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TEXT OF STORY
Kai Ryssdal: This was a big day for endorsements on Capitol Hill. Both the AARP and the American Medical Association got behind the House Democratic plan for health care reform. The endorsements weren’t totally unexpected. Both groups are going to get pretty much what they want out of the bill. But the going may be rougher for the drug industry. President Obama struck a deal with pharmaceutical makers back in the early days of the debate. The industry agreed to $80 billion in cuts. Now the House is saying not so fast. Marketplace’s Nancy Marshall Genzer explains the price of bringing business to the table.
NANCY MARSHALL GENZER: The House bill would allow the government to negotiate drug prices for Medicare beneficiaries. That would save the government a lot of money. But the drug industry would end up giving back much more than the $80 billion it agreed to in its deal with the White House.
Eric Assaraf is a health care industry analyst for Concept Capital’s Washington Research Group. He thinks drug makers could more than afford it.
ERIC ASSARAF: I would argue they could probably stand to afford $160 billion.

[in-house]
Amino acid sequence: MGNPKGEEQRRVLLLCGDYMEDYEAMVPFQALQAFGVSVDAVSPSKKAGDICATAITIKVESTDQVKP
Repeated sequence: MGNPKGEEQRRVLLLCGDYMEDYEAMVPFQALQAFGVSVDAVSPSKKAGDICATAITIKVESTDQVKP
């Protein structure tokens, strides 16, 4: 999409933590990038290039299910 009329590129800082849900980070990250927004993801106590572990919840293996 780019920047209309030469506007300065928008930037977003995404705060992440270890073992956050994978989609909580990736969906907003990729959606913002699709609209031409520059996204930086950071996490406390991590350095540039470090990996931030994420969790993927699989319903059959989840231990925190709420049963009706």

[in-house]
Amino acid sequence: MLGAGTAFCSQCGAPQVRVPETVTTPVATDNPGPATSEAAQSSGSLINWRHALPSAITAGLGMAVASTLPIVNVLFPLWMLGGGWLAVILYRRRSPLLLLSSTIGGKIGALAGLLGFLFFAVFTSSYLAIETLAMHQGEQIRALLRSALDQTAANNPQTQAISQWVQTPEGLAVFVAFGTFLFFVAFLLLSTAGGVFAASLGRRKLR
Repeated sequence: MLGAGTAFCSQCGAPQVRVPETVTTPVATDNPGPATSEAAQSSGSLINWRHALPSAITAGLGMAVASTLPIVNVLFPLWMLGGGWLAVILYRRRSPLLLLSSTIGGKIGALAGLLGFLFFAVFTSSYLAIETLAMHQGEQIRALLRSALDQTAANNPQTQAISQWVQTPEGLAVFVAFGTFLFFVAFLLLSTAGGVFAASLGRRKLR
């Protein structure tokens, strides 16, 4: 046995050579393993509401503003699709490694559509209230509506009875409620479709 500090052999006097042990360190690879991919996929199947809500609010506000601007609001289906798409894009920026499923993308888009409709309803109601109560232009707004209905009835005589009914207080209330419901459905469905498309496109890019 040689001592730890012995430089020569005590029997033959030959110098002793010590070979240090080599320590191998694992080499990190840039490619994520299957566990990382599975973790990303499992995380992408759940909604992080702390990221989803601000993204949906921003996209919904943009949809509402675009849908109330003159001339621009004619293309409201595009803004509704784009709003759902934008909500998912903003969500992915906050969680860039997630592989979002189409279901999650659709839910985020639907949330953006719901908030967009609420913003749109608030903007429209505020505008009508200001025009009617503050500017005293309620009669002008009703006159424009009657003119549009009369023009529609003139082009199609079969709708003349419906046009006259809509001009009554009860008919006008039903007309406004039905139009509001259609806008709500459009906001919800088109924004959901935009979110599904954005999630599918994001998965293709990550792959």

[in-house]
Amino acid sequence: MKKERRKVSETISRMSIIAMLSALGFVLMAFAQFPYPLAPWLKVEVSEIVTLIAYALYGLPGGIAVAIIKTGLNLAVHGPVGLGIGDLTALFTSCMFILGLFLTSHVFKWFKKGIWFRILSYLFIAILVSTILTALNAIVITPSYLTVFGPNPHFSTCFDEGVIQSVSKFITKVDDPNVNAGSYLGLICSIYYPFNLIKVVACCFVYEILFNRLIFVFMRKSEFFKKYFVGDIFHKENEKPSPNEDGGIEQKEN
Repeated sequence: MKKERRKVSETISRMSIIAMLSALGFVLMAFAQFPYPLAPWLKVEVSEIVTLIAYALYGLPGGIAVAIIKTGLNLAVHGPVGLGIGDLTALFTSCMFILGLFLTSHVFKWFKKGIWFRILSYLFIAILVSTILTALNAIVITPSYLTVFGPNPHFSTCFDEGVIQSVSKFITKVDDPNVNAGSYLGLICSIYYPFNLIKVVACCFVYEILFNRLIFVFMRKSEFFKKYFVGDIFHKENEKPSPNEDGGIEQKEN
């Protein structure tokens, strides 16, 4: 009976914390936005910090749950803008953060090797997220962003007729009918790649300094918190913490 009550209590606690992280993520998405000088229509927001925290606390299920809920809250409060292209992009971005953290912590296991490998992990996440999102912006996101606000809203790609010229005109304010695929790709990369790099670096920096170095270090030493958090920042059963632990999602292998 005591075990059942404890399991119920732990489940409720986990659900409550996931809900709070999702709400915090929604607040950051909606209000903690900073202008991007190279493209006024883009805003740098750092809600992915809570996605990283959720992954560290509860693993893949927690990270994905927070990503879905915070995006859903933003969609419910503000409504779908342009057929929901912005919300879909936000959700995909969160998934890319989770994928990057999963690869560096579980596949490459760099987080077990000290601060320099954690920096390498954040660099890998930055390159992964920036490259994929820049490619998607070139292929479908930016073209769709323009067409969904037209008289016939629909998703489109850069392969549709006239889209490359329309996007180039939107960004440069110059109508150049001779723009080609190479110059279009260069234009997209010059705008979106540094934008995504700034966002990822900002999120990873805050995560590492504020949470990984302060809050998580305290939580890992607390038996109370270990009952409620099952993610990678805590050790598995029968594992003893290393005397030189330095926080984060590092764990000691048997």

Assaraf says that’s big money that the pharmaceutical industry didn’t bargain on paying. And it could be a huge sticking point for drug makers when the House and Senate try to merge their bills.
ASSARAF: I don’t think that that was part of the deal that they made with the administration and I think that, as this process goes on, that’s going to be a big bone of contention.
But House Democrats don’t feel bound by the White House deal, and some are grumbling that the drug industry got too big a break.
Geoffrey Joyce teaches economics at USC.
GEOFFREY JOYCE: There’s a belief that they got off easy, but I think there’s some desire in the administration to say, we’re going to reward those who come up first and support us at the early stages with, I guess more attractive arrangements for their industry.
David Certner lobbies Congress for AARP. He says President Obama remembered how the health care industry helped sink the Clinton administration’s health care overhaul. He realized he might have to compromise.
DAVID CERTNER: People have learned from the past and learned from history, and have learned that you can’t take on the entire health care industry. You need to bring them into the discussion, bring them into the debate.
And it might cost you. Did the Obama administration give away too much to bring the drug industry to the table? Certner says we won’t know that until a final health care overhaul plan has been hammered out.
In Washington, I’m Nancy Marshall Genzer for Marketplace.
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